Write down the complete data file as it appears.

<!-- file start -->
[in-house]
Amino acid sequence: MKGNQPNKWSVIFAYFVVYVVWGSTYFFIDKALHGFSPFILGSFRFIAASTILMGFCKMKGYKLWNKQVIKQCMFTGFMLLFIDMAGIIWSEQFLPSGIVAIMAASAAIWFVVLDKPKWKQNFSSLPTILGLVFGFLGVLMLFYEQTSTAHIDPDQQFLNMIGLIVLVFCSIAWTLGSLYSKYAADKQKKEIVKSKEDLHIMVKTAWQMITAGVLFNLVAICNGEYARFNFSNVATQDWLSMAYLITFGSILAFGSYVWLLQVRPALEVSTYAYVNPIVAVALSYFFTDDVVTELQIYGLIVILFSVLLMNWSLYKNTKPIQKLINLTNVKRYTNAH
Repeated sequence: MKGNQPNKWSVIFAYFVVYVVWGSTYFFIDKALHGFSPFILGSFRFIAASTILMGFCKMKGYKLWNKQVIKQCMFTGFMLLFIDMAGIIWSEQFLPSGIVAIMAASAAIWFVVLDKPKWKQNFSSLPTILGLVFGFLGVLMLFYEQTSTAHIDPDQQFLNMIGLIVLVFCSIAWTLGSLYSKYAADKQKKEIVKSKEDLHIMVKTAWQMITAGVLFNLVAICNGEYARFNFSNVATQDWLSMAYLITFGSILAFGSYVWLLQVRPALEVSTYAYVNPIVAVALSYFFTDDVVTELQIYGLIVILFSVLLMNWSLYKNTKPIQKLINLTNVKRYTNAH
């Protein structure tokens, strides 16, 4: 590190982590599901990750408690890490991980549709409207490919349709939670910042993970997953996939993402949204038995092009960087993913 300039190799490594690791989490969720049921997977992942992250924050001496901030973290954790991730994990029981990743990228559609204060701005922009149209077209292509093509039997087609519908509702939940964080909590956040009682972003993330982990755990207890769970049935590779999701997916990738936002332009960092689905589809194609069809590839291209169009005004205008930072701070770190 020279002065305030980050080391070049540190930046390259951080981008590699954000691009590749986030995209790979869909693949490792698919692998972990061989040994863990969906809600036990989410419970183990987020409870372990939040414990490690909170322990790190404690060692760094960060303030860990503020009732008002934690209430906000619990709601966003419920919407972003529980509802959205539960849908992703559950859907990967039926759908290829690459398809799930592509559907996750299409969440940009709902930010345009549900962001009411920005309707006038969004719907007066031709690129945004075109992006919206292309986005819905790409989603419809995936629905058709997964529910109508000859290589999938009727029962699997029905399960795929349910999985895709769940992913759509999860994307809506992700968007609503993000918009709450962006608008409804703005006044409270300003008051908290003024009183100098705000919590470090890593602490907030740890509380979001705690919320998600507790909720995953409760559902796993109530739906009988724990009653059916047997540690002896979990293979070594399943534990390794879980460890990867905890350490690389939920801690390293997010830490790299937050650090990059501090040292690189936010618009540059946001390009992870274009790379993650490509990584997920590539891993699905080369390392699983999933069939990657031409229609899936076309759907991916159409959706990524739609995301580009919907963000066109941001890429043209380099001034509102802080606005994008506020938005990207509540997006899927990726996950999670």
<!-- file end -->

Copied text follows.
[in-house]
Amino acid sequence: MKGNQPNKWSVIFAYFVVYVVWGSTYFFIDKALHGFSPFILGSFRFIAASTILMGFCKMKGYKLWNKQVIKQCMFTGFMLLFIDMAGIIWSEQFLPSGIVAIMAASAAIWFVVLDKPKWKQNFSSLPTILGLVFGFLGVLMLFYEQTSTAHIDPDQQFLNMIGLIVLVFCSIAWTLGSLYSKYAADKQKKEIVKSKEDLHIMVKTAWQMITAGVLFNLVAICNGEYARFNFSNVATQDWLSMAYLITFGSILAFGSYVWLLQVRPALEVSTYAYVNPIVAVALSYFFTDDVVTELQIYGLIVILFSVLLMNWSLYKNTKPIQKLINLTNVKRYTNAH
Repeated sequence: MKGNQPNKWSVIFAYFVVYVVWGSTYFFIDKALHGFSPFILGSFRFIAASTILMGFCKMKGYKLWNKQVIKQCMFTGFMLLFIDMAGIIWSEQFLPSGIVAIMAASAAIWFVVLDKPKWKQNFSSLPTILGLVFGFLGVLMLFYEQTSTAHIDPDQQFLNMIGLIVLVFCSIAWTLGSLYSKYAADKQKKEIVKSKEDLHIMVKTAWQMITAGVLFNLVAICNGEYARFNFSNVATQDWLSMAYLITFGSILAFGSYVWLLQVRPALEVSTYAYVNPIVAVALSYFFTDDVVTELQIYGLIVILFSVLLMNWSLYKNTKPIQKLINLTNVKRYTNAH
């Protein structure tokens, strides 16, 4: 590190982590599901990750408690890490991980549709409207490919349709939670910042993970997953996939993402949204038995092009960087993913 300039190799490594690791989490969720049921997977992942992250924050001496901030973290954790991730994990029981990743990228559609204060701005922009149209077209292509093509039997087609519908509702939940964080909590956040009682972003993330982990755990207890769970049935590779999701997916990738936002332009960092689905589809194609069809590839291209169009005004205008930072701070770190 020279002065305030980050080391070049540190930046390259951080981008590699954000691009590749986030995209790979869909693949490792698919692998972990061989040994863990969906809600036990989410419970183990987020409870372990939040414990490690909170322990790190404690060692760094960060303030860990503020009732008002934690209430906000619990709601966003419920919407972003529980509802959205539960849908992703559950859907990967039926759908290829690459398809799930592509559907996750299409969440940009709902930010345009549900962001009411920005309707006038969004719907007066031709690129945004075109992006919206292309986005819905790409989603419809995936629905058709997964529910109508000859290589999938009727029962699997029905399960795929349910999985895709769940992913759509999860994307809506992700968007609503993000918009709450962006608008409804703005006044409270300003008051908290003024009183100098705000919590470090890593602490907030740890509380979001705690919320998600507790909720995953409760559902796993109530739906009988724990009653059916047997540690002896979990293979070594399943534990390794879980460890990867905890350490690389939920801690390293997010830490790299937050650090990059501090040292690189936010618009540059946001390009992870274009790379993650490509990584997920590539891993699905080369390392699983999933069939990657031409229609899936076309759907991916159409959706990524739609995301580009919907963000066109941001890429043209380099001034509102802080606005994008506020938005990207509540997006899927990726996950999670």